Thousands Stand to Benefit from New US Visa Rules: MBA News |

Thousands Stand to Benefit from New US Visa Rules: MBA News


Updated August 27, 2014 Updated August 27, 2014

Proposed changes to the US visa rules system, criticized as draconian for preventing some of the world’s brightest talent from securing residency, are currently being passed through the legislative machine.  

“The fact is, we must do more to retain and attract world-class talent to the United States and these regulations put us on a path to doing that. These actions promise to unleash more of the extraordinary contributions that immigrants have always made to America’s innovation economy,” said secretary of commerce for the US, Penny Pritzker, in a press release for The Department of Homeland Security (DHS.)

Considering that 51% of prospective MBA students will now base their choice of business school around where they wish to work after graduation (according to the results of the QS Applicant Survey 2013), the intended visa rules will interest any international student who has been put off by the number of hurdles currently in place before they can secure post-study work (PSW) visas in the US.

Overall, The DHS has proposed three changes to US visa rules that would benefit three differing groups of people:

1. Spouses of those in the H-1B visa program

The husbands and wives of those in the H-1B visa program used by US businesses were previously treated as ‘dependents’ and lacked the right to work. The new US visa rules would allow these H-4 visa holders to apply for permission to work once their spouses (the H-1B visa holders) have begun the process of applying for permanent residency ‘green cards’. It is thought that 100,000 spouses of H-1B visa holders would stand to benefit from this amendment, as well as a further 30,000 annually. Current estimates hold that the H-1B visa is issued to 85,000 people each year, of which just under a quarter (20,000) go to students graduating from US universities.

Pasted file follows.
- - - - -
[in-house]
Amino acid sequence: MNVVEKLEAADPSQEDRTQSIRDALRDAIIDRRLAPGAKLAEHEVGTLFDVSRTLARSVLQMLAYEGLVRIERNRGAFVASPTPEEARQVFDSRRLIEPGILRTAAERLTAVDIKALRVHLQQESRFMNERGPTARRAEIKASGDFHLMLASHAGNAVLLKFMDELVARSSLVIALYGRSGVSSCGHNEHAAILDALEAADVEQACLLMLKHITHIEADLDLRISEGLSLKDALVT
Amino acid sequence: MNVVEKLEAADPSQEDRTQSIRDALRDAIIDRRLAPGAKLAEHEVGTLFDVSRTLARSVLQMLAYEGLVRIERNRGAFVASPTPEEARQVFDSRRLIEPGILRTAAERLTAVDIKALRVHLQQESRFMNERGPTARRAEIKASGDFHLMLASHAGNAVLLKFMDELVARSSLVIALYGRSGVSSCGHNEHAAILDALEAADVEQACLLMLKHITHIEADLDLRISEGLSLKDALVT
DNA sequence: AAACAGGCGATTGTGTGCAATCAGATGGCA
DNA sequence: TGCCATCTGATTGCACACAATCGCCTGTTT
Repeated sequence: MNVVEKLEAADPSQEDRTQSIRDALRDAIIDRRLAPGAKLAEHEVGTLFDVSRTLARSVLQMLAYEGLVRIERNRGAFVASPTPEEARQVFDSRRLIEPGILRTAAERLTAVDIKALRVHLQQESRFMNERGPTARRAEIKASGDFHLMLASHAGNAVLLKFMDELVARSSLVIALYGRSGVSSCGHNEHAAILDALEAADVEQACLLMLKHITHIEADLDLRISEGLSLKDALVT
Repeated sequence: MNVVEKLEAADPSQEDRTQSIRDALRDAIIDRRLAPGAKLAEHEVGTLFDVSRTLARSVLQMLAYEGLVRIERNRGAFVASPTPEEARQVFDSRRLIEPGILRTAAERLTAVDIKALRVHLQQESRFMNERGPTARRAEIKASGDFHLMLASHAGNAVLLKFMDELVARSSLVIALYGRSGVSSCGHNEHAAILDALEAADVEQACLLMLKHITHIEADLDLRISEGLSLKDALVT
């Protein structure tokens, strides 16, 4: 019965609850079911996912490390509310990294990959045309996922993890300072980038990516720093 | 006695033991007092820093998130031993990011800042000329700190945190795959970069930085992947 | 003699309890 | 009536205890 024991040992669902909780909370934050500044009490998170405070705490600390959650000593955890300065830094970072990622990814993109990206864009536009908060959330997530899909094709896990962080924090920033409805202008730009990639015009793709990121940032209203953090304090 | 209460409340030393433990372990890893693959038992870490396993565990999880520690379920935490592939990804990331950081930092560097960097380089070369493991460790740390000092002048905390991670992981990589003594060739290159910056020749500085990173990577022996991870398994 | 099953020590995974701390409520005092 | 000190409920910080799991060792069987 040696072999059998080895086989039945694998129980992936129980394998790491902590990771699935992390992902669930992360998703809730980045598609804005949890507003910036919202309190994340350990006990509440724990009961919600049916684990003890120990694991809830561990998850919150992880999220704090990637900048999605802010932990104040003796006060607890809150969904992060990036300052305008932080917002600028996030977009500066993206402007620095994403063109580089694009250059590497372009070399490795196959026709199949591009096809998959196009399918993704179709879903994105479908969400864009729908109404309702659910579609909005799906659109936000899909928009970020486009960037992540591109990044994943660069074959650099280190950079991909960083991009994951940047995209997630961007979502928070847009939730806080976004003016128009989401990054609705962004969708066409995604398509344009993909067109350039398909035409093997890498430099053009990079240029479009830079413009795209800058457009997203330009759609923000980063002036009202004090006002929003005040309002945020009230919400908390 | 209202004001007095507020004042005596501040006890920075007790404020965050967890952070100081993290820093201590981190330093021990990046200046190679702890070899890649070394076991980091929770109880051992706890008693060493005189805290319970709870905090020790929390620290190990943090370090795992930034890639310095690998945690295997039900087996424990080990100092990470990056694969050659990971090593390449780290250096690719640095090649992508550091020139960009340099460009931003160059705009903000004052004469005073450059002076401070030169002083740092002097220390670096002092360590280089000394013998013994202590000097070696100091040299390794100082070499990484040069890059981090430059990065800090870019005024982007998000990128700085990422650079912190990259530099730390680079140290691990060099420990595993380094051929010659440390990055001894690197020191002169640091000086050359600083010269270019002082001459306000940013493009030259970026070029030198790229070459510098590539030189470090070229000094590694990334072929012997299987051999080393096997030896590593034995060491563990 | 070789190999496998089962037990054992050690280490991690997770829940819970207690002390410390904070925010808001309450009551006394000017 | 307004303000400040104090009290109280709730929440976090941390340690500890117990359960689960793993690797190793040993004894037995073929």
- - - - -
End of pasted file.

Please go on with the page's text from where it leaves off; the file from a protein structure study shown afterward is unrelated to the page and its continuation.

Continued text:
2. Professors looking to gain an EB-1 US visa

The EB-1 US visa is an employment-based permanent residency category for ‘priority workers’, including ‘outstanding professors or researchers’. A further change in visa rules would expand the ways in which individuals can prove eligibility for an EB-1, thus making it easier to attract top-level professors to the US.

This change to EB-1 qualifications would have clear implications for leading business schools looking to get the brightest international minds in business education onto their faculty. In fact, just last year Harvard rued widespread shortages in business school faculty across all disciplines, particularly in finance, that is being linked to a decline in the number of business PhDs that qualified for the EB-1.  

3. Highly-skilled US visa holders who wish to remain in the US

This proposed change in US visa rules would apply specifically to highly-skilled workers from Chile, Singapore and Australia who wish to remain in the US. The change would update the list of specialty occupation professionals who are ‘authorized for employment incident to status with a specific employer’ (i.e. employer-sponsored visas), to include professionals from these countries, removing current obstacles in their path to securing job opportunities.

NAFSA, the Association of International Educators, welcomed the proposals. “Our broken immigration system makes it difficult for people to attend our colleges and universities, contribute to our economy, integrate into our communities, and educate the next generation of global leaders,” said CEO and executive director of NAFSA, Marlene Johnson, in University World News.

The success of these proposed new US visa rules will become clear over the new four months. First, the measures must be published in the Federal Register. There will then be two months during which time comments for and against the proposals can be submitted, followed by a 30-day waiting period for any new US visa cards to be issued should the changes go into effect.

This article was originally published in May 2014 . It was last updated in August 2014

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